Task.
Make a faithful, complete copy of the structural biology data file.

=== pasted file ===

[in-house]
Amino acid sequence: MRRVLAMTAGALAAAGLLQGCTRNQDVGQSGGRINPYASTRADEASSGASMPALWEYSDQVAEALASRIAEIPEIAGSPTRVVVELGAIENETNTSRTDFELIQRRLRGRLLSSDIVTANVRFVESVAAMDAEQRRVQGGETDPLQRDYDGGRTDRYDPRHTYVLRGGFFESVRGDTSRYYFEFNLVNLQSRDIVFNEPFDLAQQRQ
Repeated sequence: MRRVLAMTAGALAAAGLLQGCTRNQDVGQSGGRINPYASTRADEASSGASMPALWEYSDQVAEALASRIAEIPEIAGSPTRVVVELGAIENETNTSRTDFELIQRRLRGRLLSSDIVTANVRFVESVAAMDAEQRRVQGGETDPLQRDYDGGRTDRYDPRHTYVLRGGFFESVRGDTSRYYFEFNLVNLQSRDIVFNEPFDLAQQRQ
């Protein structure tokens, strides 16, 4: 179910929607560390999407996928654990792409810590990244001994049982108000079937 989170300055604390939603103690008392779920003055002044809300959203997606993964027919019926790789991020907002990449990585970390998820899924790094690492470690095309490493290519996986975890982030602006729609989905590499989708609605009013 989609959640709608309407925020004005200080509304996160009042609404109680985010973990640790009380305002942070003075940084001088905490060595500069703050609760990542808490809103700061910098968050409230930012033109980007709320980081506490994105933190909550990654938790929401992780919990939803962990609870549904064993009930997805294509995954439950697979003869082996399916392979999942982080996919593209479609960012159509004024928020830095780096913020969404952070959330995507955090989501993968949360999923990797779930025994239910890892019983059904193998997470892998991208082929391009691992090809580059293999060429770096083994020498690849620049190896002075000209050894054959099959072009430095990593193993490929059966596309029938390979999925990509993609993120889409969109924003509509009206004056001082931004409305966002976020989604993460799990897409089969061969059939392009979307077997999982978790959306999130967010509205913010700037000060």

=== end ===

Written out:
[in-house]
Amino acid sequence: MRRVLAMTAGALAAAGLLQGCTRNQDVGQSGGRINPYASTRADEASSGASMPALWEYSDQVAEALASRIAEIPEIAGSPTRVVVELGAIENETNTSRTDFELIQRRLRGRLLSSDIVTANVRFVESVAAMDAEQRRVQGGETDPLQRDYDGGRTDRYDPRHTYVLRGGFFESVRGDTSRYYFEFNLVNLQSRDIVFNEPFDLAQQRQ
Repeated sequence: MRRVLAMTAGALAAAGLLQGCTRNQDVGQSGGRINPYASTRADEASSGASMPALWEYSDQVAEALASRIAEIPEIAGSPTRVVVELGAIENETNTSRTDFELIQRRLRGRLLSSDIVTANVRFVESVAAMDAEQRRVQGGETDPLQRDYDGGRTDRYDPRHTYVLRGGFFESVRGDTSRYYFEFNLVNLQSRDIVFNEPFDLAQQRQ
């Protein structure tokens, strides 16, 4: 179910929607560390999407996928654990792409810590990244001994049982108000079937 989170300055604390939603103690008392779920003055002044809300959203997606993964027919019926790789991020907002990449990585970390998820899924790094690492470690095309490493290519996986975890982030602006729609989905590499989708609605009013 989609959640709608309407925020004005200080509304996160009042609404109680985010973990640790009380305002942070003075940084001088905490060595500069703050609760990542808490809103700061910098968050409230930012033109980007709320980081506490994105933190909550990654938790929401992780919990939803962990609870549904064993009930997805294509995954439950697979003869082996399916392979999942982080996919593209479609960012159509004024928020830095780096913020969404952070959330995507955090989501993968949360999923990797779930025994239910890892019983059904193998997470892998991208082929391009691992090809580059293999060429770096083994020498690849620049190896002075000209050894054959099959072009430095990593193993490929059966596309029938390979999925990509993609993120889409969109924003509509009206004056001082931004409305966002976020989604993460799990897409089969061969059939392009979307077997999982978790959306999130967010509205913010700037000060």